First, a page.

Jurassic Park was filled with so many wonderful moments that stand, to this day, as iconic cinema moments. The first time we gazed eyes on a dinosaurs was just stunning and completely magical. Accompanied with John Williams’s awe-inspiring score, that still stands out today as being memorable, the scene will always touch the hearts of everyone, old and new, that sit and watch this film. The film took on a very magical approach within its journey through the breathtaking visuals that were way ahead of their time, the outstanding acting and the beautiful music. I always love going back to the original to watch Hammond showcase his wonderful ideas and seeing the park in all its glory (despite its flaws). There’s no other word than to say magical. It really is something special (almost like Christmas).
Then you delve further into the story and the tone changes drastically from a family friendly adventure to a very gritty, serious adventure centred round survival. Once death becomes a huge factor within the narrative it strays towards feeling less magical and more terrifying (and without a doubt unsafe). We caught our first glimpse at the iconic water ripples to indicate the approach of the big bad of the franchise, the T-Rex. The animatronics, alongside the special effects, worked amazingly to bring to life this prehistoric creature, granting it threat and sheer size and power. Then when the Velociraptors came into play the film became even darker, almost turning into a horror. The music was just unsettling, and still sends chills down my spine to this day. They were certainly destructive creatures and it showed through the visuals and Williams’ score.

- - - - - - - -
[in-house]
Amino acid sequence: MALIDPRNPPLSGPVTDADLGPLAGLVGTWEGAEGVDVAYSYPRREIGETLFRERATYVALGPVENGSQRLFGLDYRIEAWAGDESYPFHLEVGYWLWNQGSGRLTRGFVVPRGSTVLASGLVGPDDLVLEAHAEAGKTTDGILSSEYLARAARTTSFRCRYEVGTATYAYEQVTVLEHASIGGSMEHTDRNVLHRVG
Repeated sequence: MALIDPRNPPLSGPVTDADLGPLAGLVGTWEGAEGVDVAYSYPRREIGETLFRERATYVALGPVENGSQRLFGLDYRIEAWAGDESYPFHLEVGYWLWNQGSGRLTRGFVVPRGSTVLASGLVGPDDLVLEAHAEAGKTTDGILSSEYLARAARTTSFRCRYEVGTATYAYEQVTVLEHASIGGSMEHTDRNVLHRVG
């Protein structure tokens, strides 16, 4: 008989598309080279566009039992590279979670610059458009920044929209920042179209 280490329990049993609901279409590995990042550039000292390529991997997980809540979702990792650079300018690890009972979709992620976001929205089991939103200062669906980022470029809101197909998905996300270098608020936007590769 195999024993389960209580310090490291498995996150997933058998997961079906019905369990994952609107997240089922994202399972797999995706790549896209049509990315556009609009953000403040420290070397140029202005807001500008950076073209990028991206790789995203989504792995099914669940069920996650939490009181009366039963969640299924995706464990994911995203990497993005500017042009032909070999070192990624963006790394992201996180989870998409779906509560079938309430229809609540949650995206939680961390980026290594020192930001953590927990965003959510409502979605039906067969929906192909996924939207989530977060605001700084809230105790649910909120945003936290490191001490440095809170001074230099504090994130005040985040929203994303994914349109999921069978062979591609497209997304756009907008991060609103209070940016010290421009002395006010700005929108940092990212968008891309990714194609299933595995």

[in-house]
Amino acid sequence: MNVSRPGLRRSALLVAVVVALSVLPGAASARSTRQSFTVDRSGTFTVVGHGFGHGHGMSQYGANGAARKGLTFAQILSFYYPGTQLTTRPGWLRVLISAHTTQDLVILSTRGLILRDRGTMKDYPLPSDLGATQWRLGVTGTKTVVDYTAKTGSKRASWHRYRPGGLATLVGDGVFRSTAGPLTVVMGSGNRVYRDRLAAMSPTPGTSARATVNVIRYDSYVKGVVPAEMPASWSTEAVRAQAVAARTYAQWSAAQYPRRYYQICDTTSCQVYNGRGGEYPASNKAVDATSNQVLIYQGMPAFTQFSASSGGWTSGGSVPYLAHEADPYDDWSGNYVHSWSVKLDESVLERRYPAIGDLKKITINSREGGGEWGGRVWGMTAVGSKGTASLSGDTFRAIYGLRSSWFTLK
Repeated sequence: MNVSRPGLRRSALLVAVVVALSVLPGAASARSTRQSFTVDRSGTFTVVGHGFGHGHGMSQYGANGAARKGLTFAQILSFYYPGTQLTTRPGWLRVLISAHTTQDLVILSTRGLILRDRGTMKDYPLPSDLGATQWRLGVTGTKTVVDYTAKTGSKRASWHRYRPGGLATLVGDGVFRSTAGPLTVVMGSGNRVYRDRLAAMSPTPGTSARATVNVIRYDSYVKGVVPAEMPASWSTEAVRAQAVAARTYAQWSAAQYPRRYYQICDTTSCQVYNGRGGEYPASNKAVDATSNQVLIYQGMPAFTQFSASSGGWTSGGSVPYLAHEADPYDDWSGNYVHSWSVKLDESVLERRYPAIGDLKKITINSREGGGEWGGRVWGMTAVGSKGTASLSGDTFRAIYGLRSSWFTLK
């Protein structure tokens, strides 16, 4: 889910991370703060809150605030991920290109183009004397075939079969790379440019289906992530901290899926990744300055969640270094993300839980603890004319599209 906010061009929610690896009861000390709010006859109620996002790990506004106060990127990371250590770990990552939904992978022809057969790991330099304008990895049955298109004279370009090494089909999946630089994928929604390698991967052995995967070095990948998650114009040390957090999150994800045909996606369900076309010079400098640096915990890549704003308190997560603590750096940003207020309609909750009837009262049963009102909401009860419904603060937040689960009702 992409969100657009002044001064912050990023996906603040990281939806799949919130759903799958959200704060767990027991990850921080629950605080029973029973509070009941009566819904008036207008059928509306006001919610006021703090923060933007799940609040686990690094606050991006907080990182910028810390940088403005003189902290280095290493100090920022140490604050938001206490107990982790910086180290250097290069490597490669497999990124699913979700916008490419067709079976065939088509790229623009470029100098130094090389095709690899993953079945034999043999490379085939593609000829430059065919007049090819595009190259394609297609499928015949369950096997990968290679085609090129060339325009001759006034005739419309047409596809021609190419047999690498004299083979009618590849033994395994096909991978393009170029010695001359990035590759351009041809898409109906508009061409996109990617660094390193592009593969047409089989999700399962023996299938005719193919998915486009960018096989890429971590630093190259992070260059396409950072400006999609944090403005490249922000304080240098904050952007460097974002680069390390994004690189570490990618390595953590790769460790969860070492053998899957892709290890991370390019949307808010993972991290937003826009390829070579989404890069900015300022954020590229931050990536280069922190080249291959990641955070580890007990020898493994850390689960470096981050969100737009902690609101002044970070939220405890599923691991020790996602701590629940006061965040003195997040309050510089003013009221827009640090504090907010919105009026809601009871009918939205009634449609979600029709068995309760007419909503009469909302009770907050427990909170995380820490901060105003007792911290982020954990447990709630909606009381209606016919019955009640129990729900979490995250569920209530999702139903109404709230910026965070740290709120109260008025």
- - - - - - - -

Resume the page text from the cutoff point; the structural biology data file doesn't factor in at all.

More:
The film shows tons of character development, particularly with John Hammond as spoken about in-depth above, and shown well with Alan and his association with children. The first half of the film showed him as a bit of a distant man that didn’t have time for kids. By the end of the film he’s risking his life for Hammond’s grandchildren and happily lets them sleep on him during the journey home. The inclusion of children also added a new kind of danger to the film and made for some extremely vulnerable moments. This became the trend for future instalments. It’s also worth noting that this film holds one of the rare moments within the filming industry that Samuel L. Jackson got a role that wasn’t his usual type, bringing about a new side to his great presence. Sadly, like with Deep Blue Sea, he met with a tragic end.
The resolution is always memorable to watch as the Tyrannosaurus leaps in to save the day by killing the Velocirpators and allowing Alan, Ellie and Hammond’s grandchildren, Tim and Lex, to escape. It always saddens me to see Hammond’s face of sorrow before boarding the helicopter. Despite his flaws he was still a good man. He didn’t build the park for his own selfish ambitions but rather to give the world something to be amazed by and now that dream was destroyed by one man and his greedy ambitions. Then of course you got the symbolic ending of the birds flying home, indicating that dinosaurs still live on within our modern world through generations of evolution. Life will find a way.
It is fair to say that this film was a masterpiece. This was one of my childhood films and I loved watching it over and over again because of its magic and thrills. Spielberg is a great contribution to the filming world and this will remain one of his greatest gems. His ambitions and shared desire to bring Crichton’s ideas to life brought about the foundation for the modern-day blockbuster in terms of scope, casting and effects.
At the time it was never thought that there would be more films, so the question is did its sequels stand-up to this classic? Find out in my next articles.